Now, HR is more data-driven than ever before. With access to more centralized people data than ever before, HR teams can share analytics and insights to get a more accurate understanding of business needs and build more effective initiatives and strategies. 


Employees viewed a job as a way to put food on the table and earn money for their family. Passion, mission, and values didn’t hold much importance. Employees often worked at the same company for years, sometimes decades.

Employee expectations of work are changing. Candidates and employees seek out employers with values that align with their own beliefs. HR now has to focus on building a strong employer brand and a culture of transparency and inclusion to attract and retain talent. 

Today, employees are much pickier and discerning about the companies they work for. Flashy perks aren’t enough to get quality candidates through the door and keep them around. To keep up with the changing workplace, HR has evolved to play a more proactive role. Building competitive benefits and compensation packages, fostering open and inclusive cultures, developing eye-catching employer brands, and analyzing people data puts a lot more on HR’s  plate, but also helps the company put its best foot forward.

What do the next ten years hold for HR? Thanks to technology, HR professionals have access to more data and analytics than ever before, giving them the insights they need to make strategic business decisions and demonstrate impact.

Learn how modern HR technology can help your team save time, streamline your HR processes, and get the most out of your people data.


How to Promote Gender Equality in the Workplace

HR professionals can find themselves in a difficult situation when it comes to identifying employee genders. Annual EEO-1 or employee demographic reports limit employee gender to just two options, male and female, but gender identity is often not that black and white. As more employees identify as non-binary, HR teams have to find a balance between compliance and acceptance in their workplaces.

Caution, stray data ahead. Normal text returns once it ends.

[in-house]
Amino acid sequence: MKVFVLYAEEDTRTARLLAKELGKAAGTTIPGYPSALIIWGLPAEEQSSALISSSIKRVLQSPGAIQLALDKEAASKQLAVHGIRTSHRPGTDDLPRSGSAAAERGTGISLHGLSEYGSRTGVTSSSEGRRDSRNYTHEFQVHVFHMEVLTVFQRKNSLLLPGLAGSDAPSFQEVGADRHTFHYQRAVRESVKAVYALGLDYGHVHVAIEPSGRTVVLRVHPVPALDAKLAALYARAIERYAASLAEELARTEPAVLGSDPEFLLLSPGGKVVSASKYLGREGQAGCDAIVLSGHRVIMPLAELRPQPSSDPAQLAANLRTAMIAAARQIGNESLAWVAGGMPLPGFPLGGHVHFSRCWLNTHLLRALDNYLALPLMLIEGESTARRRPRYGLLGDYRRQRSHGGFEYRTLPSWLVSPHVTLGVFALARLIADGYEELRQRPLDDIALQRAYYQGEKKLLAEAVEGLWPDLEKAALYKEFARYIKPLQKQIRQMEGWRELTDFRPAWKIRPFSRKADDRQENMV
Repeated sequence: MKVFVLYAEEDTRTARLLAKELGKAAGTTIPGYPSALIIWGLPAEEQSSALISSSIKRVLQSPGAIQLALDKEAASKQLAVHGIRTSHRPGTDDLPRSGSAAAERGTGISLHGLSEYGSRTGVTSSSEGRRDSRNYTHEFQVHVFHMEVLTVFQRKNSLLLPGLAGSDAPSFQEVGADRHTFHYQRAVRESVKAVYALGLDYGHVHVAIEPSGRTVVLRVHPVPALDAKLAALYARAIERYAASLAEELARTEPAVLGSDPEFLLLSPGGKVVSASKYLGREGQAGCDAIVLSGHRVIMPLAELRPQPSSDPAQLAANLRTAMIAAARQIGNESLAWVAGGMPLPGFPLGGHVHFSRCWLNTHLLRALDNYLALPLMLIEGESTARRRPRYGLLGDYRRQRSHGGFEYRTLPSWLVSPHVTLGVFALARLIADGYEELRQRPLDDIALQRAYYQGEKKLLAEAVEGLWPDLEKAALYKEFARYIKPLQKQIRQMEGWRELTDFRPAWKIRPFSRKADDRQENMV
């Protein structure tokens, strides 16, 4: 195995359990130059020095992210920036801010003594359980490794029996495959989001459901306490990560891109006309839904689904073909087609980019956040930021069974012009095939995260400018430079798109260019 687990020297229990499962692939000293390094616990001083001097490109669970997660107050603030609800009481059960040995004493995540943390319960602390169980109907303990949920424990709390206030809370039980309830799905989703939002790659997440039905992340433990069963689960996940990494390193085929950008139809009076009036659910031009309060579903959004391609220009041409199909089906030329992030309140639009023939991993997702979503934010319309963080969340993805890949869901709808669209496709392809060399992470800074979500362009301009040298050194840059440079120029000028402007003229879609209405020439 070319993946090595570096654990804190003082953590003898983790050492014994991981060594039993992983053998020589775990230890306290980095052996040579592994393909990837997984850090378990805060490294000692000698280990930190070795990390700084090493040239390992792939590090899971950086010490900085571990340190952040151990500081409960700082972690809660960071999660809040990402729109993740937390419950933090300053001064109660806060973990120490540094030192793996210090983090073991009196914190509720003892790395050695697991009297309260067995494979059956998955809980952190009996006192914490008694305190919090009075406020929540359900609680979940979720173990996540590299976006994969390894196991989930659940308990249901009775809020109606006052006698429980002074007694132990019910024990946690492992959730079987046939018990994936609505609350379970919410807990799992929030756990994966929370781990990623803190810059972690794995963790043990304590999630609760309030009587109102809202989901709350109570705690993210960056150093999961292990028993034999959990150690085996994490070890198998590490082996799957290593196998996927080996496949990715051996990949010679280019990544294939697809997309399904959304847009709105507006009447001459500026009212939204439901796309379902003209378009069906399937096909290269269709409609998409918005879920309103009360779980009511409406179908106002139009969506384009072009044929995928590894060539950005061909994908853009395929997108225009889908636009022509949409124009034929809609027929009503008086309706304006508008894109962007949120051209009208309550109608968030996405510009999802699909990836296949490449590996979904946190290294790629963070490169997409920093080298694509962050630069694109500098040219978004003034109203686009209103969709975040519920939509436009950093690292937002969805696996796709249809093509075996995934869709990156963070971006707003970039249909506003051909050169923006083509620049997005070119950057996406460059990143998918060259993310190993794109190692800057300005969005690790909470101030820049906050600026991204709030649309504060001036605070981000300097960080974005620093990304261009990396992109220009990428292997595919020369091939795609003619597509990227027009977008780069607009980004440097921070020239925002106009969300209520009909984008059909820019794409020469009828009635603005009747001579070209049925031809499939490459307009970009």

Namely’s Workplace Diversity Report 2019 takes a deeper look at how companies are navigating gender in the workplace. When it comes to fostering an inclusive workplace, here are the ways companies are making sure all employees feel welcome at work. 



While 90 percent of companies provide just three gender elections—male, female, and “not specified”—the remaining 10 percent offer more than 20 different options to employees. This year, we saw five new options added to Namely’s database, including gender-neutral, intersex, transmasculine, transfeminine, and two-spirit. Here are the rest of the gender options companies allowed employees to choose from: 

  • Agender
  • Androgynous
  • Bigender
  • Genderqueer
  • Gender Not Listed
  • Gender Nonconforming
  • Gender Diverse
  • Gender Fluid
  • Gender Neutral
  • Intersex
  • Non-Binary
  • Not Sure
  • Other
  • Third Gender
  • Trans
  • Transgender
  • Transexual
  • Trans Female / Trans Woman
  • Transmasculine
  • Transfeminine
  • Trans Male / Trans Man
  • Transgender Female to Male (FTM)
  • Transgender Male to Female (MTF)
  • Two-Spirit


Allowing employees to self-identify isn’t the only way companies are letting workers express their gender identity. Many are also using custom fields in Namely to allow employees to share their preferred gender pronouns. Here are the options they offered:

  • She/Her/Hers 
  • He/Him/His 
  • They/Them/Theirs 
  • It/Its 
  • Ze/Hir/Hirs 
  • Ze/Zir/Zirs 
  • Zhe/Zhim/Zher 
  • Zie/Zir/Zirs 
  • Xe/Xem/Xyrs 
  • Hy/Hym/Hys 
  • None - I’ll share when I am ready 
  • No pronoun, please use my name 
  • Other - please educate us! 


Still, allowing employees to share their preferred pronouns is only helpful if their colleagues make a point to learn and use the correct pronouns. Here are some steps you can take to build a community that respects coworkers' pronouns and encourages all of your employees to be their true selves at work. 

1. Urge Employees to Share Their Preferred Pronouns